- Brain Awareness Week
Neural and genetic basis of circadian behavior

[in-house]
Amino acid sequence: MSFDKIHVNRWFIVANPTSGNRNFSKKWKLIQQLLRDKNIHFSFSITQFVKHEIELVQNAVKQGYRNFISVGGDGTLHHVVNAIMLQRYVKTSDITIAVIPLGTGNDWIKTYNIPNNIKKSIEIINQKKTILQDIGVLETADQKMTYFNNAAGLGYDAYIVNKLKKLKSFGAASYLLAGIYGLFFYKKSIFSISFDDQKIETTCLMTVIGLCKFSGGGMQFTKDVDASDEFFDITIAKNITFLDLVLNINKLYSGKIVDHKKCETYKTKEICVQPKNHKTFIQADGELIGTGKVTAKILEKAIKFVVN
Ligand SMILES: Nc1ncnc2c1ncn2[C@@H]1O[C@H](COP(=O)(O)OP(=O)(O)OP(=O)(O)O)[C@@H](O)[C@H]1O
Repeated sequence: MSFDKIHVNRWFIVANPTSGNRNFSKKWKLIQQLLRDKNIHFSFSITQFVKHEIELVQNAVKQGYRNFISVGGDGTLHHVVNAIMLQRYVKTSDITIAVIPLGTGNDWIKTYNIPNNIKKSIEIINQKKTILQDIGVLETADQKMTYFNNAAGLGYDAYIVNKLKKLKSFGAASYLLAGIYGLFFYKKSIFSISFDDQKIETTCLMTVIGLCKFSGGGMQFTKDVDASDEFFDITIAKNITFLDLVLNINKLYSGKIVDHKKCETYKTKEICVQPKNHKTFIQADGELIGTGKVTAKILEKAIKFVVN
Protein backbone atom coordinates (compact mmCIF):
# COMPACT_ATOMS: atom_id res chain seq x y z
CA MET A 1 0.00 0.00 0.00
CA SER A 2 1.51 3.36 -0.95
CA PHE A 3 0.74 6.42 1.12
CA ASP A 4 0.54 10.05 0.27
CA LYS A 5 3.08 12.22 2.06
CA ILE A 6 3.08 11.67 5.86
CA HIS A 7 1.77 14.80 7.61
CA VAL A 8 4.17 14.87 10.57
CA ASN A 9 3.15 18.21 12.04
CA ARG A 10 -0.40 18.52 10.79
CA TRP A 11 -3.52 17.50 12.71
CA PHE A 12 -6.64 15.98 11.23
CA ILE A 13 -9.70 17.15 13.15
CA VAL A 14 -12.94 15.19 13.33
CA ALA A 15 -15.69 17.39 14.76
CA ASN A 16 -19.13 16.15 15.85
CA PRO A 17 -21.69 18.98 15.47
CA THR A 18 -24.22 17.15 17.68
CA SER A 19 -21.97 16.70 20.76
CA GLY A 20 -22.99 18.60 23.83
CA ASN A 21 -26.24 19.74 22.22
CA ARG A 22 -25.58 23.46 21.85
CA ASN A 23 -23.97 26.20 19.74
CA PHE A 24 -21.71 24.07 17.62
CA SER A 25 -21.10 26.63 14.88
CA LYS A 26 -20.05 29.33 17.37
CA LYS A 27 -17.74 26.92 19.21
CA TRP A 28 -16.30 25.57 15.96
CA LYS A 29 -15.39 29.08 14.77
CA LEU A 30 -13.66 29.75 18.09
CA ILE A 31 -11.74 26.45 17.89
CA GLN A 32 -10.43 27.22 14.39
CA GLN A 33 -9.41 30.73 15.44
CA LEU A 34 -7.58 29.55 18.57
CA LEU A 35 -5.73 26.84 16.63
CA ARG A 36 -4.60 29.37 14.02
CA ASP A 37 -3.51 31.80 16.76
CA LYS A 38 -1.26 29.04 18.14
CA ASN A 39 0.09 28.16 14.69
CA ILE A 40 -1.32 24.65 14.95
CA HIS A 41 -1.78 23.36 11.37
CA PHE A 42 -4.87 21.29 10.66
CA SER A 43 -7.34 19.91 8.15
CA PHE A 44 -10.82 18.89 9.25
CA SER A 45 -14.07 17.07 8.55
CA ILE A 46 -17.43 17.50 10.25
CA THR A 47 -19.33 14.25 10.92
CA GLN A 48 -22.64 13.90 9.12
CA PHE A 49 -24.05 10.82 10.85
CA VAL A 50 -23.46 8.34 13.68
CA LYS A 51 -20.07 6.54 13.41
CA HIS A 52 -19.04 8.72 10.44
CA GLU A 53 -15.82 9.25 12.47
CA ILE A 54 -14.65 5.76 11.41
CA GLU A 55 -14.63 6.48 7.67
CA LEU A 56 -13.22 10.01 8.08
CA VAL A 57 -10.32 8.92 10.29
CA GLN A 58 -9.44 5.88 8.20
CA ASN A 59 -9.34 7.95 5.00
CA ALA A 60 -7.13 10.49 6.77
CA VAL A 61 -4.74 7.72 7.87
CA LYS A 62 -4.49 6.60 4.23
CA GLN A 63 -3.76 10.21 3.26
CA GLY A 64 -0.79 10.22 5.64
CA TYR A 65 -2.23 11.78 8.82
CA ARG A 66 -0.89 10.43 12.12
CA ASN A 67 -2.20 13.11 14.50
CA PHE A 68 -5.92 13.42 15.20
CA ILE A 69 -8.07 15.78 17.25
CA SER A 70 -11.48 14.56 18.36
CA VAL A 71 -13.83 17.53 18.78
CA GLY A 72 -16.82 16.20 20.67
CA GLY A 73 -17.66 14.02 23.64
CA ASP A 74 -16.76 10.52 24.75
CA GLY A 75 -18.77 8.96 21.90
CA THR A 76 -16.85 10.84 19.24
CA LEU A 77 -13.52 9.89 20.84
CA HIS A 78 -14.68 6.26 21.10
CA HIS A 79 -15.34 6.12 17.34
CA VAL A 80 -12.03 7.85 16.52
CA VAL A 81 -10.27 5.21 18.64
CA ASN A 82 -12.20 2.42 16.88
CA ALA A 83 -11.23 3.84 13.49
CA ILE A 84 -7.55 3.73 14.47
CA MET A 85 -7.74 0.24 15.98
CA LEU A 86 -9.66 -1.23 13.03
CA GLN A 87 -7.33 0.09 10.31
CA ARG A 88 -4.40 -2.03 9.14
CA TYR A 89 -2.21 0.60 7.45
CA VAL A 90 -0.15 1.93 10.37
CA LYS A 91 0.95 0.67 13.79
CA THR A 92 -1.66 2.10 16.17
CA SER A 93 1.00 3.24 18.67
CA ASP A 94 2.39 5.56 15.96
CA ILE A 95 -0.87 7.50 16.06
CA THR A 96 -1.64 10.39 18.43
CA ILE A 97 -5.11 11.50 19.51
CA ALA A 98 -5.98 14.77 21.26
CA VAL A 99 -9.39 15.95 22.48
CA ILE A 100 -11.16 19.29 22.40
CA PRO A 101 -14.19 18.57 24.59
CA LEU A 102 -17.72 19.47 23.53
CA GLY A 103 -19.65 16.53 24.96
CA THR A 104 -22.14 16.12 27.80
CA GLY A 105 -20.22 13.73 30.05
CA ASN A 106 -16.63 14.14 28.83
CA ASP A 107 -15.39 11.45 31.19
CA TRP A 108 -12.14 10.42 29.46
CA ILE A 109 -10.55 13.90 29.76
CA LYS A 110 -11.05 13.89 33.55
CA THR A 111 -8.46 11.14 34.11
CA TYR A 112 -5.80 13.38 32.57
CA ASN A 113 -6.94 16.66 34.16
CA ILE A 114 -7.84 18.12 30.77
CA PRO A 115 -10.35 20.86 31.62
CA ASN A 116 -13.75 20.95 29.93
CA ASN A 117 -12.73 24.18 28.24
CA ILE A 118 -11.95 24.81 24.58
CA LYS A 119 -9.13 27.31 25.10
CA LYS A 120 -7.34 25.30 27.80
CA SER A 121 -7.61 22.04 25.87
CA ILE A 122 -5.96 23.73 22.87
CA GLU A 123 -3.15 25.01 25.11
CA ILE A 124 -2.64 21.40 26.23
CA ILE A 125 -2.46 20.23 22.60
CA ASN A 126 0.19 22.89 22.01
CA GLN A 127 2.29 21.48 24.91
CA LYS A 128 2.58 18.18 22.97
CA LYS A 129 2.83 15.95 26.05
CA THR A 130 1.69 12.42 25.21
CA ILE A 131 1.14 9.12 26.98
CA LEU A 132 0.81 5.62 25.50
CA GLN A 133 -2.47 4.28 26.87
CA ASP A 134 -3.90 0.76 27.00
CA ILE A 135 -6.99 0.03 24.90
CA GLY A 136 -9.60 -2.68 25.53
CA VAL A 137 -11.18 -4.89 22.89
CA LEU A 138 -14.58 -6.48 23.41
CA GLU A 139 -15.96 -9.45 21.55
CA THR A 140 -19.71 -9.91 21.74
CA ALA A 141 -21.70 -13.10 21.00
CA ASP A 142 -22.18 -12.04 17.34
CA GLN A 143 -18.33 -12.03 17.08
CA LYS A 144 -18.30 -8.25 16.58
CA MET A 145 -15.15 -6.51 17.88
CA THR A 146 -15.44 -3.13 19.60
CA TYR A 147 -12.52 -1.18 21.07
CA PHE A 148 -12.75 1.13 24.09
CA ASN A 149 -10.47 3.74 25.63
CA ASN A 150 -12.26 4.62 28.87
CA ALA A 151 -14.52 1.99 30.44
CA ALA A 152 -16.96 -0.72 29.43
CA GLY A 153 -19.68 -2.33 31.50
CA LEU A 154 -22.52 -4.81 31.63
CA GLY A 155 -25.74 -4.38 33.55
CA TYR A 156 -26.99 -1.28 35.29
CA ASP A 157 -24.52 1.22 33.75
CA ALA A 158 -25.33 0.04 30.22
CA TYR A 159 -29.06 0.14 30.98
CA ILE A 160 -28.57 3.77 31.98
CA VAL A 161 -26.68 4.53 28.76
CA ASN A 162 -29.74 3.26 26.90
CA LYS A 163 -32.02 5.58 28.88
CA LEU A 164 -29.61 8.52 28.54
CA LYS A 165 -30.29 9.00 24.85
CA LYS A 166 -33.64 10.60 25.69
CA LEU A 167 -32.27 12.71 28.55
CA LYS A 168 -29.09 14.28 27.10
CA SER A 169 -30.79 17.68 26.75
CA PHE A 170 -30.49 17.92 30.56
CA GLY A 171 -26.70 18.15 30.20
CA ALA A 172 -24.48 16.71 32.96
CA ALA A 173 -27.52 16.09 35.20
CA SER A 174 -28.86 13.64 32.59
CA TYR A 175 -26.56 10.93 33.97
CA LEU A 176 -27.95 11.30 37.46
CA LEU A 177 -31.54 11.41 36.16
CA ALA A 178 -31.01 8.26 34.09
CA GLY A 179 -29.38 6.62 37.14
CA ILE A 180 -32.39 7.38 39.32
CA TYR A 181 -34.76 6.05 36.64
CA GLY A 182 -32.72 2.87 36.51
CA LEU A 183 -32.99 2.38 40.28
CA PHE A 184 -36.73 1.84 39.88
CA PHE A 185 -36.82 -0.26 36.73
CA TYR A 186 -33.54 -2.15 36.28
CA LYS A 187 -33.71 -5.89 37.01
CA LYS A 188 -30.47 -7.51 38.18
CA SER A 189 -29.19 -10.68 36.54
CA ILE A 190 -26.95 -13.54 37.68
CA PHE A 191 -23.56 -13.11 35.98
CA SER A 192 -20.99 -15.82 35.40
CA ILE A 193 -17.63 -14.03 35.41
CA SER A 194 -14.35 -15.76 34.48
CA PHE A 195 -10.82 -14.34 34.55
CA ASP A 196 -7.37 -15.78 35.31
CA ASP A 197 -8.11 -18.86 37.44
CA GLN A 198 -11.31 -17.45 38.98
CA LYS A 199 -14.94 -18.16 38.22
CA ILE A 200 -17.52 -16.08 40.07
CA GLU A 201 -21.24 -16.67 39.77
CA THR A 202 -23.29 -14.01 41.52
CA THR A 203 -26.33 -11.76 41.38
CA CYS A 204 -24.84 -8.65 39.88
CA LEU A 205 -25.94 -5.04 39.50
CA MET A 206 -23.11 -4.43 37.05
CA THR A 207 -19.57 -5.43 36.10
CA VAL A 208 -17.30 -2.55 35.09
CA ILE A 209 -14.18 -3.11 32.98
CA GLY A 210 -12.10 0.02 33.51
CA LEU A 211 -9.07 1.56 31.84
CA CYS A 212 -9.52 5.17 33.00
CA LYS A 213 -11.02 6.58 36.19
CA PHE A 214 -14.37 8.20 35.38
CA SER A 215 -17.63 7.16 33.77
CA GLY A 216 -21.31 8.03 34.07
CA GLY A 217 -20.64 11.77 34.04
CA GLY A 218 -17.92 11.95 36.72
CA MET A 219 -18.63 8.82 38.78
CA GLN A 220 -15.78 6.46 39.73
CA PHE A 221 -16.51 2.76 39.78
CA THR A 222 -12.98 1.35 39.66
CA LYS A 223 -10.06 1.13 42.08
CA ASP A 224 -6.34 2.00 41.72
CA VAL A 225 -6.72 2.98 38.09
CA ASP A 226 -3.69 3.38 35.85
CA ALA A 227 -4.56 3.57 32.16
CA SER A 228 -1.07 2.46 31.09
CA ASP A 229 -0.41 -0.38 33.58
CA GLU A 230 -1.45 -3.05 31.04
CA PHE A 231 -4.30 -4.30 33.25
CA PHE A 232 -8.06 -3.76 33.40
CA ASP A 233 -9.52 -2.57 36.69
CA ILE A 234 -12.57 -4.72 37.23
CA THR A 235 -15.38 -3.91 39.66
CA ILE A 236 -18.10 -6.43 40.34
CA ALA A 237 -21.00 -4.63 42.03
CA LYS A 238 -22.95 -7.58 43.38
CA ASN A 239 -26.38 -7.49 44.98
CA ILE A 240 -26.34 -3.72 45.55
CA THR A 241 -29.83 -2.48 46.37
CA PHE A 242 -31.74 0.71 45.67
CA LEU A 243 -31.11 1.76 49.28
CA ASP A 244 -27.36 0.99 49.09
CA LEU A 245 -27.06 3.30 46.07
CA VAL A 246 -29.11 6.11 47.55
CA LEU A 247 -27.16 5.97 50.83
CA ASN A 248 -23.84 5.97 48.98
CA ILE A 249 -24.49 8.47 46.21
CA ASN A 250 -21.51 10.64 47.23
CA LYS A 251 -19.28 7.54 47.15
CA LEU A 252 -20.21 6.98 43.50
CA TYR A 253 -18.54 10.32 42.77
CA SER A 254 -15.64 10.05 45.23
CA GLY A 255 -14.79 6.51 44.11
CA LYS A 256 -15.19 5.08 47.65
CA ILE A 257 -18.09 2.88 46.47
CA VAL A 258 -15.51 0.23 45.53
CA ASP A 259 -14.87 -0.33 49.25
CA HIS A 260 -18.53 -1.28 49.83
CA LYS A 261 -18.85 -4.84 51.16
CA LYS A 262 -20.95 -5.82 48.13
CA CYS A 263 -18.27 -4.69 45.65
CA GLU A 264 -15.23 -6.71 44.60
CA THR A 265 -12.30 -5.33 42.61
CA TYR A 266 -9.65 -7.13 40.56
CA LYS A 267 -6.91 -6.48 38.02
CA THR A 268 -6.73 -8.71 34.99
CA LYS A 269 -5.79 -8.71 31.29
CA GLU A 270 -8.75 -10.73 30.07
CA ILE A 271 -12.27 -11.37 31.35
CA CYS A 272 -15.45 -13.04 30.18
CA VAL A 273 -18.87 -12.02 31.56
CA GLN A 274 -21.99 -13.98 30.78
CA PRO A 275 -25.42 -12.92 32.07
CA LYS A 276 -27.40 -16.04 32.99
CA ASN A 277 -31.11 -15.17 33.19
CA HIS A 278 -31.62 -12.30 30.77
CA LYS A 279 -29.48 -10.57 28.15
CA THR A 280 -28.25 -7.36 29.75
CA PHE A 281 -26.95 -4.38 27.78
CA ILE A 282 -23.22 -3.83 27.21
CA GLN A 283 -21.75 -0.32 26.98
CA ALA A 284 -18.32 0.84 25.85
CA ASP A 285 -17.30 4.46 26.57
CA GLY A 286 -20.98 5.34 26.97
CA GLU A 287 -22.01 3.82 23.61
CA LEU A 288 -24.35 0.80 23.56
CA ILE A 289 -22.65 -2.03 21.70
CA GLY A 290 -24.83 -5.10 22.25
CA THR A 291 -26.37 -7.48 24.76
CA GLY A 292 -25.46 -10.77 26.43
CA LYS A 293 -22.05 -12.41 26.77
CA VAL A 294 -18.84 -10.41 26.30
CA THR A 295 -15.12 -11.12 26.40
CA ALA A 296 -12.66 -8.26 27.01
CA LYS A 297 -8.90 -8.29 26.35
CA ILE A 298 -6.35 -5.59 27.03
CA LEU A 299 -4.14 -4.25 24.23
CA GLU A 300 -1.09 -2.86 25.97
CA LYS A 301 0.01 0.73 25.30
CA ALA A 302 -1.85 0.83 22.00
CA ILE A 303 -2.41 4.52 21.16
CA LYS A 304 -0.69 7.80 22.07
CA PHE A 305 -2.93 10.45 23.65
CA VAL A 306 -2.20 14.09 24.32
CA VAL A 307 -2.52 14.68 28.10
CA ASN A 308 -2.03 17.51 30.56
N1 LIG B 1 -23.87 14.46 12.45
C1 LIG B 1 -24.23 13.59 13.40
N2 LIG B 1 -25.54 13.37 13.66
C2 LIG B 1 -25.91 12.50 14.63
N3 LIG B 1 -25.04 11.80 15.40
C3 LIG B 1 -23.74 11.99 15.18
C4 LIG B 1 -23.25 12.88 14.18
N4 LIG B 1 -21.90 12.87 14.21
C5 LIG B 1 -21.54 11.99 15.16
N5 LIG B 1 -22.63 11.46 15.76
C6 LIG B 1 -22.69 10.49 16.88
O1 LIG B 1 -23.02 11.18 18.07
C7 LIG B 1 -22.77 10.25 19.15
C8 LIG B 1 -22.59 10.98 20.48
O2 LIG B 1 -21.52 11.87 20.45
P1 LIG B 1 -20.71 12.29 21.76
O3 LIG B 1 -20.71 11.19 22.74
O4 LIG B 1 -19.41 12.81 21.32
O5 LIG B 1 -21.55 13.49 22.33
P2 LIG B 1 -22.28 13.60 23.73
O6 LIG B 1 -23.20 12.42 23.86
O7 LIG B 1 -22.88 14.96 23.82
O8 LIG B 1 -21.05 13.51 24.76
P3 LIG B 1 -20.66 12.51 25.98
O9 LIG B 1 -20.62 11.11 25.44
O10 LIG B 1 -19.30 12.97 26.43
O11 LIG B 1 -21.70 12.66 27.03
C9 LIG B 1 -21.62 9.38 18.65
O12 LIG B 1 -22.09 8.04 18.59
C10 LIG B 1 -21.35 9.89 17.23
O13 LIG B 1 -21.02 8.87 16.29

My lab is interested in understanding the neural mechanisms that regulate circadian rhythms, the daily patterns of physiology and behavior that are prominent in many species. We study the model system Drosophila, which exhibits robust daily rhythms in several behaviors, including locomotor activity. Genetic approaches in Drosophila have led to the identification of a number of key circadian rhythms genes, including several with conserved function in mammals. Much of this research has focused on understanding the molecular circadian clock, the cell-autonomous transcriptional feedback loops and post-translational modifications that generate ~24 hour molecular oscillations. In Drosophila and mammals, the central circadian clocks that control rhythmicity are located in neuronal groups within the brain. Yet, little is known about how the molecular clock regulates the output of these neurons to promote rhythmicity. We are interested in understanding the processes that occur downstream of the molecular clock to mediate circadian neuron function. I have previously demonstrated that a putative sodium leak channel, narrow abdomen (na), is an important component of circadian neuronal output in Drosophila. We are now using this system to further characterize the function and regulation of this unique channel, with a particular interest in determining whether NA is subject to circadian regulation. In addition, my lab is utilizing the molecular and genetic tools of Drosophila in order to identify new circadian rhythms genes, with a focus on genes likely to function in circadian neuronal output.